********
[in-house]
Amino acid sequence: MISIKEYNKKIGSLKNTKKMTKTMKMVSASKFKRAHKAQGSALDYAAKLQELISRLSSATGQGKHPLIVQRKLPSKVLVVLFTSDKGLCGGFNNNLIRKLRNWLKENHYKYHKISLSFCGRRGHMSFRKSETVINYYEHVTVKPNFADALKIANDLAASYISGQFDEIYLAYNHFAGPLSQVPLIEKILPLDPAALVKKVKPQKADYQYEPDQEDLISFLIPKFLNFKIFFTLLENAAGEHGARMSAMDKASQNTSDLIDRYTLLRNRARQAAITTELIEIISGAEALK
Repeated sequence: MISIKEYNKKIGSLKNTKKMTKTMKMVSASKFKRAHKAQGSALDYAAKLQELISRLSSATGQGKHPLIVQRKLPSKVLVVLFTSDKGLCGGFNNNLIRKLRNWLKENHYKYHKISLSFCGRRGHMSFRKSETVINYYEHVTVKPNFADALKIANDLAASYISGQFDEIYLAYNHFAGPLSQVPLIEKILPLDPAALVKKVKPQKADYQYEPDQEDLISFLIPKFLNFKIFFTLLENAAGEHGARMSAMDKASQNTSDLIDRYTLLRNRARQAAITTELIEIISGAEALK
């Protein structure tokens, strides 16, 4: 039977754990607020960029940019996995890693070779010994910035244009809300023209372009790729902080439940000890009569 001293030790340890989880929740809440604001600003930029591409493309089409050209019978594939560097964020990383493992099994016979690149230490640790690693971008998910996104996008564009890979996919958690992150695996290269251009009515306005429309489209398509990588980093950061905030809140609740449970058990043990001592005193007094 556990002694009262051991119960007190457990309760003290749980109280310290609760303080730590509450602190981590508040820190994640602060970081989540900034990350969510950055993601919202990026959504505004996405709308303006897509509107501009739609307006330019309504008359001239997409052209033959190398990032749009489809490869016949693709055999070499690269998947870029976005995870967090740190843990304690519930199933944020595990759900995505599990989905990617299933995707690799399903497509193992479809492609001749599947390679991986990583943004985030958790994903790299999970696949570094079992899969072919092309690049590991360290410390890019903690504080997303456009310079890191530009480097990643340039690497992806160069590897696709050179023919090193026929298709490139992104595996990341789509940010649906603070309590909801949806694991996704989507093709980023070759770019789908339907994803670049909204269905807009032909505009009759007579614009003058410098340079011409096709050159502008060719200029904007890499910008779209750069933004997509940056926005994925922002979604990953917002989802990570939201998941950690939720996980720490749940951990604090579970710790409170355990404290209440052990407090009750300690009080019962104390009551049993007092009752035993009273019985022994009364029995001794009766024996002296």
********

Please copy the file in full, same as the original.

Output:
[in-house]
Amino acid sequence: MISIKEYNKKIGSLKNTKKMTKTMKMVSASKFKRAHKAQGSALDYAAKLQELISRLSSATGQGKHPLIVQRKLPSKVLVVLFTSDKGLCGGFNNNLIRKLRNWLKENHYKYHKISLSFCGRRGHMSFRKSETVINYYEHVTVKPNFADALKIANDLAASYISGQFDEIYLAYNHFAGPLSQVPLIEKILPLDPAALVKKVKPQKADYQYEPDQEDLISFLIPKFLNFKIFFTLLENAAGEHGARMSAMDKASQNTSDLIDRYTLLRNRARQAAITTELIEIISGAEALK
Repeated sequence: MISIKEYNKKIGSLKNTKKMTKTMKMVSASKFKRAHKAQGSALDYAAKLQELISRLSSATGQGKHPLIVQRKLPSKVLVVLFTSDKGLCGGFNNNLIRKLRNWLKENHYKYHKISLSFCGRRGHMSFRKSETVINYYEHVTVKPNFADALKIANDLAASYISGQFDEIYLAYNHFAGPLSQVPLIEKILPLDPAALVKKVKPQKADYQYEPDQEDLISFLIPKFLNFKIFFTLLENAAGEHGARMSAMDKASQNTSDLIDRYTLLRNRARQAAITTELIEIISGAEALK
């Protein structure tokens, strides 16, 4: 039977754990607020960029940019996995890693070779010994910035244009809300023209372009790729902080439940000890009569 001293030790340890989880929740809440604001600003930029591409493309089409050209019978594939560097964020990383493992099994016979690149230490640790690693971008998910996104996008564009890979996919958690992150695996290269251009009515306005429309489209398509990588980093950061905030809140609740449970058990043990001592005193007094 556990002694009262051991119960007190457990309760003290749980109280310290609760303080730590509450602190981590508040820190994640602060970081989540900034990350969510950055993601919202990026959504505004996405709308303006897509509107501009739609307006330019309504008359001239997409052209033959190398990032749009489809490869016949693709055999070499690269998947870029976005995870967090740190843990304690519930199933944020595990759900995505599990989905990617299933995707690799399903497509193992479809492609001749599947390679991986990583943004985030958790994903790299999970696949570094079992899969072919092309690049590991360290410390890019903690504080997303456009310079890191530009480097990643340039690497992806160069590897696709050179023919090193026929298709490139992104595996990341789509940010649906603070309590909801949806694991996704989507093709980023070759770019789908339907994803670049909204269905807009032909505009009759007579614009003058410098340079011409096709050159502008060719200029904007890499910008779209750069933004997509940056926005994925922002979604990953917002989802990570939201998941950690939720996980720490749940951990604090579970710790409170355990404290209440052990407090009750300690009080019962104390009551049993007092009752035993009273019985022994009364029995001794009766024996002296």